By Laird Harrison

SAN FRANCISCO (Reuters) - Proceedings opened on Friday in the spousal-abuse trial of San Francisco Sheriff Ross Mirkarimi as a presiding judge was assigned to the misdemeanor case, and he set jury selection to begin next week.

Judge Garrett Wong also said he would rule next Monday on defense motions seeking to bar key prosecution evidence against the city's top lawman, who has pleaded not guilty to domestic violence battery, child endangerment and dissuading a witness.

At a pretrial hearing earlier this week, Mirkarimi's lawyers asked a judge to exclude a 45-second video a neighbor shot of his estranged wife, Eliana Lopez, showing a bruise she said was the second such injury that her husband has inflicted on her.

The defense also has argued that statements Lopez made to neighbors the day after the alleged incident are inadmissible under the so-called hearsay rule.

Lopez, 36, a soap opera actress from Venezuela, has said she does not wish to press charges against Mirkarimi, 50, so her statements to her neighbors and the video footage of the bruise on her arm are considered critical to the prosecution's case.

After he was assigned the case on Friday morning, Wong said during a 10-minute afternoon session that he would hear arguments on various legal motions next Monday, then empanel a jury on Tuesday.

Mirkarimi, who earlier this month won a loosening of court-ordered restrictions on contact with his 2-year-old son, Theo, said during a break in proceedings on Friday that the boy was "doing fine," adding, "He's the apple of my eye."

Lopez was not present for the proceedings.

Mirkarimi was charged in the domestic battery case on January 13, five days after he was sworn in as the city's first new sheriff in three decades.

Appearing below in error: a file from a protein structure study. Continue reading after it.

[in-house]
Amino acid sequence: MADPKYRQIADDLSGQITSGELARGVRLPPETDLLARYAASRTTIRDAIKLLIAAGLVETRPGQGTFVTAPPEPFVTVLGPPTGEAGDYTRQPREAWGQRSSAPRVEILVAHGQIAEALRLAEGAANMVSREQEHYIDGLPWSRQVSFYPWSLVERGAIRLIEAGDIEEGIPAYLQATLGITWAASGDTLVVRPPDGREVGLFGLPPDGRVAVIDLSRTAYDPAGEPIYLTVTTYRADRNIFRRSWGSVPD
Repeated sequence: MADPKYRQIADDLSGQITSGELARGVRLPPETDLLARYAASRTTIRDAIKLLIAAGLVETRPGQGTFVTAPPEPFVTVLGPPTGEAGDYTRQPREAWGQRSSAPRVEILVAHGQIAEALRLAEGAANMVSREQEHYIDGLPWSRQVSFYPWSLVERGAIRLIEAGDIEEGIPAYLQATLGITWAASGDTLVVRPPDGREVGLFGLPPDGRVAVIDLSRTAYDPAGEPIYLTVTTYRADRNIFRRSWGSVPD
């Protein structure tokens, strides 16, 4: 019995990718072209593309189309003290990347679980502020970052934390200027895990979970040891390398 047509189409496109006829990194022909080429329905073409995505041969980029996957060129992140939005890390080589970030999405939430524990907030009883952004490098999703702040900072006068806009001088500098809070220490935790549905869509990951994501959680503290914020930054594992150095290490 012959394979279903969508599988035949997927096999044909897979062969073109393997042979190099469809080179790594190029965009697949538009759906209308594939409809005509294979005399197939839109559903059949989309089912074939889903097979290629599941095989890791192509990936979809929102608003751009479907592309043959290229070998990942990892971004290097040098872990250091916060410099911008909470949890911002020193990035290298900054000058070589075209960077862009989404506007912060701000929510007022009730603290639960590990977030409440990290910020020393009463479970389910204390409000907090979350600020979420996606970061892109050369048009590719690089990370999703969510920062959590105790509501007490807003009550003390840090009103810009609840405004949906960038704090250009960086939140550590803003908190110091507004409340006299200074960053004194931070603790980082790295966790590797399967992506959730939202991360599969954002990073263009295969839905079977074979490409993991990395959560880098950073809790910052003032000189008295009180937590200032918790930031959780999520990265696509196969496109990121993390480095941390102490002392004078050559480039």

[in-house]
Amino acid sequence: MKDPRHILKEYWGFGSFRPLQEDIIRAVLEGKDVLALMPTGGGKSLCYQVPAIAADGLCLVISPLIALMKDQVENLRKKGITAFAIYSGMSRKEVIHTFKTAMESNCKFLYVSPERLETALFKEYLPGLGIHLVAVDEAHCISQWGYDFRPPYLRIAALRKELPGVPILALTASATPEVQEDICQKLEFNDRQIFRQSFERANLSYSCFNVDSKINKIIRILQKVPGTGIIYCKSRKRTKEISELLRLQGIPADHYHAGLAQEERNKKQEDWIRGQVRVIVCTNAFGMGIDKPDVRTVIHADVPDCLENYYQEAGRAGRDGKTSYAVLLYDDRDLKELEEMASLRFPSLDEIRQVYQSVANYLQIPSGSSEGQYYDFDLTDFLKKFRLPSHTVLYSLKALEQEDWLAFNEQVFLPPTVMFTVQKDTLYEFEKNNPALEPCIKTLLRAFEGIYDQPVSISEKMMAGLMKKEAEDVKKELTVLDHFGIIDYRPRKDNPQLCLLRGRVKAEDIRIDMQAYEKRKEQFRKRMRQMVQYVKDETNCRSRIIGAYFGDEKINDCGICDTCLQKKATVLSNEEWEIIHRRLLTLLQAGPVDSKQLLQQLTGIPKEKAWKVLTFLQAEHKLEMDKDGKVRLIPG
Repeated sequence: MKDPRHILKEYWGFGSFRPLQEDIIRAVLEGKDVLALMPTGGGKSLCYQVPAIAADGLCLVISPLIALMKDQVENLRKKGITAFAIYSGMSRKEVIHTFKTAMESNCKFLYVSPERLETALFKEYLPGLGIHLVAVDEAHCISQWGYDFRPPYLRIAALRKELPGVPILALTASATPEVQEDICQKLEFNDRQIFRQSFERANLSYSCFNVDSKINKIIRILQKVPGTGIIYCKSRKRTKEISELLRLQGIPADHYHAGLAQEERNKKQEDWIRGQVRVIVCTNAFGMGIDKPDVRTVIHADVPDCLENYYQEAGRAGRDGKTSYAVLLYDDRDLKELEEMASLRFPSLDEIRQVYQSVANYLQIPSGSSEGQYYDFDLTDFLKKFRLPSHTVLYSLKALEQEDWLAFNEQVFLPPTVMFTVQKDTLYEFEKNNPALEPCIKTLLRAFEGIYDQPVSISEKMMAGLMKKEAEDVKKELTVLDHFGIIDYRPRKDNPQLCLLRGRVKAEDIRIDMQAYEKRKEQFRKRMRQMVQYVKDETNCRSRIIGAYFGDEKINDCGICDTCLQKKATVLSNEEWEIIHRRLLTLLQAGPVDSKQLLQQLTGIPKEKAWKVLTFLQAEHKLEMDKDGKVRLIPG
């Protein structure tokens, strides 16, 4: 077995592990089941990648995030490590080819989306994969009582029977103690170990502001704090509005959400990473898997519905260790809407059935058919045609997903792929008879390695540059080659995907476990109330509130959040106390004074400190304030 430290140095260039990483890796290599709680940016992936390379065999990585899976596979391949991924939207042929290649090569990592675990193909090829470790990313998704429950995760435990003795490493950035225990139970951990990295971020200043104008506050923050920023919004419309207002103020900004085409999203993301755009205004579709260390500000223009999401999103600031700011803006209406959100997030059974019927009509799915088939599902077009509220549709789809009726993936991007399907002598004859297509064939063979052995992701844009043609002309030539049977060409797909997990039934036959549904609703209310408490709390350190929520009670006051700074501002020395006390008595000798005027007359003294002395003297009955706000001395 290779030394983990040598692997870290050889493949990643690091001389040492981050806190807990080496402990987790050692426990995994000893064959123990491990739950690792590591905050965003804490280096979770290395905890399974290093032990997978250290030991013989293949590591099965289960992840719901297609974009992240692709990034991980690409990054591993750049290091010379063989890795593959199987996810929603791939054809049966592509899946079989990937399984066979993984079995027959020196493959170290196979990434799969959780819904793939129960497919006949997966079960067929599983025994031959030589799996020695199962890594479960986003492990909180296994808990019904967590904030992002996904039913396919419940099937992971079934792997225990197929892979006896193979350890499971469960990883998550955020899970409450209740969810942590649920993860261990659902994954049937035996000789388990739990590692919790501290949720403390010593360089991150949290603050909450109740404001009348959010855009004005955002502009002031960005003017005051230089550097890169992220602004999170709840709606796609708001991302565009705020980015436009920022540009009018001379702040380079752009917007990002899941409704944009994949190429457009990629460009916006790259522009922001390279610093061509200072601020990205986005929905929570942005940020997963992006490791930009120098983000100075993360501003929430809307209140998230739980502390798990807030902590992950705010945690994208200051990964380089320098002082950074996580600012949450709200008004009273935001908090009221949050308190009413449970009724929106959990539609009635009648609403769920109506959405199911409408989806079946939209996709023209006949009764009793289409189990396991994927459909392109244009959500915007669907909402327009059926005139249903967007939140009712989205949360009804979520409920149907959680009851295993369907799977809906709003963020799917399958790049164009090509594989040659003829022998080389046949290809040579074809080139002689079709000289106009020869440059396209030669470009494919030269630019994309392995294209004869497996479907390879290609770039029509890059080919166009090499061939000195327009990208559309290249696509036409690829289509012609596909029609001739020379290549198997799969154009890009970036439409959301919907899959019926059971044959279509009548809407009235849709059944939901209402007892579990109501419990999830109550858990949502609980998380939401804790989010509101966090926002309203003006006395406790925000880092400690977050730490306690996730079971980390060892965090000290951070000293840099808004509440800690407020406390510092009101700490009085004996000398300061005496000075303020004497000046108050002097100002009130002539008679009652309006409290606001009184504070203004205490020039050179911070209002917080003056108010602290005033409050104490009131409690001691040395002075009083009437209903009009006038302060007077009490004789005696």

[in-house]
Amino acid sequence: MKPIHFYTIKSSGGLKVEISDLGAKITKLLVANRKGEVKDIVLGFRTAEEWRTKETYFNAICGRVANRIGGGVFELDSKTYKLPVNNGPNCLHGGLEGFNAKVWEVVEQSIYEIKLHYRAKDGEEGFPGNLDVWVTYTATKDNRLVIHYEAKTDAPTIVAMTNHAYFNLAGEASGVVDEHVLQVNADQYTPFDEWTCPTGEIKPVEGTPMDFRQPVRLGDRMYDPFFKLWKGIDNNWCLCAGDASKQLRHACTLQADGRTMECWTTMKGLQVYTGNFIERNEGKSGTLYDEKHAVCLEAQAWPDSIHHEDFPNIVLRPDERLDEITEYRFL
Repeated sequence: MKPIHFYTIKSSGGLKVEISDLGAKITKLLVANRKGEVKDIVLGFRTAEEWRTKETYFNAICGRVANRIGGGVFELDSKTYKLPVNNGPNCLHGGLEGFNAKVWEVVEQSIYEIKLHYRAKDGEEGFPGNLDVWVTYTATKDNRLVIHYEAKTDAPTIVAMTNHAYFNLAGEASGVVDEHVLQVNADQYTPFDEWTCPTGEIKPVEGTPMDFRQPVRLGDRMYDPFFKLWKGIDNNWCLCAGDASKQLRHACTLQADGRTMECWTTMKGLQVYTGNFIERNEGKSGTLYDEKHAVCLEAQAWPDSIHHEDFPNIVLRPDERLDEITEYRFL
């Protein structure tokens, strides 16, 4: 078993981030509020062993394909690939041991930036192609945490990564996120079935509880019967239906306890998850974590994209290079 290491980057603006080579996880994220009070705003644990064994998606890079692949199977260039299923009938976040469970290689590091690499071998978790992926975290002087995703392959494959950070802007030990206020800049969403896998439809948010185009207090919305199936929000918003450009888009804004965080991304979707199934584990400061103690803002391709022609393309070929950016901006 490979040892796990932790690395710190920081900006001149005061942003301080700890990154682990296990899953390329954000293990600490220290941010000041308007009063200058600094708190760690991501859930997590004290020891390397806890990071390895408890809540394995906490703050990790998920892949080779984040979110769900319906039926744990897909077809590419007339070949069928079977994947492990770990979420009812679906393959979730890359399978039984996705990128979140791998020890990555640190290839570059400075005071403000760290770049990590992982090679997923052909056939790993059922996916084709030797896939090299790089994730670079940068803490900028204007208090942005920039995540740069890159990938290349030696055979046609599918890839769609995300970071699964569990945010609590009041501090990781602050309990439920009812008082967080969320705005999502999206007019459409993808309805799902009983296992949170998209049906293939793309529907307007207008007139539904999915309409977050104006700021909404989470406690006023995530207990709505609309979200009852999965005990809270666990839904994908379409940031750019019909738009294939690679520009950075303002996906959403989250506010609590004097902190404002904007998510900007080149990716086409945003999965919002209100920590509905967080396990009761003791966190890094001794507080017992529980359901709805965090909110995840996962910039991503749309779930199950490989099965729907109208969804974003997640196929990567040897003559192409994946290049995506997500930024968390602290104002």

The incident in question stemmed from a New Year's Eve quarrel the couple had over her plans to take their son on a trip to Venezuela, according to a police affidavit and Mirkarimi's attorney.

Police said Lopez later showed two of her neighbors, Ivory Madison and Callie Williams, a bruise on her arm that she blamed on her husband, prompting Madison to shoot video footage of it.

Before Madison turned on the camera, she told police officers, Lopez told her, "'I'm not gonna talk; I don't want to be on this tape,'" the defense motion says. But Lopez did talk.

The video shows a mark on Lopez's arm while she says, "This happened yesterday, the end of 2011, and this is the second time this is happening. And I tell Ross I want to work on the marriage, we need help.

"I have been telling him we need help, and I am going to use this just in case he wants to take Theo away from me. Because he ... said that ... he's very powerful, and ... he can do it."

Defense lawyers Lidia Stiglich and Mike Hinckley insist that the only statements admissible as evidence if Lopez declines to testify are spontaneous remarks she might have made under duress. They describe Lopez's statements to neighbors as "the very antithesis of spontaneous declarations," saying they occurred the next day.

Mirkarimi, one of the founders of the California Green Party, served on the San Francisco Board of Supervisors before taking office as sheriff in January.

(Additional reporting by Ronnie Cohen; Writing by Steve Gorman; Editing by Tim Gaynor)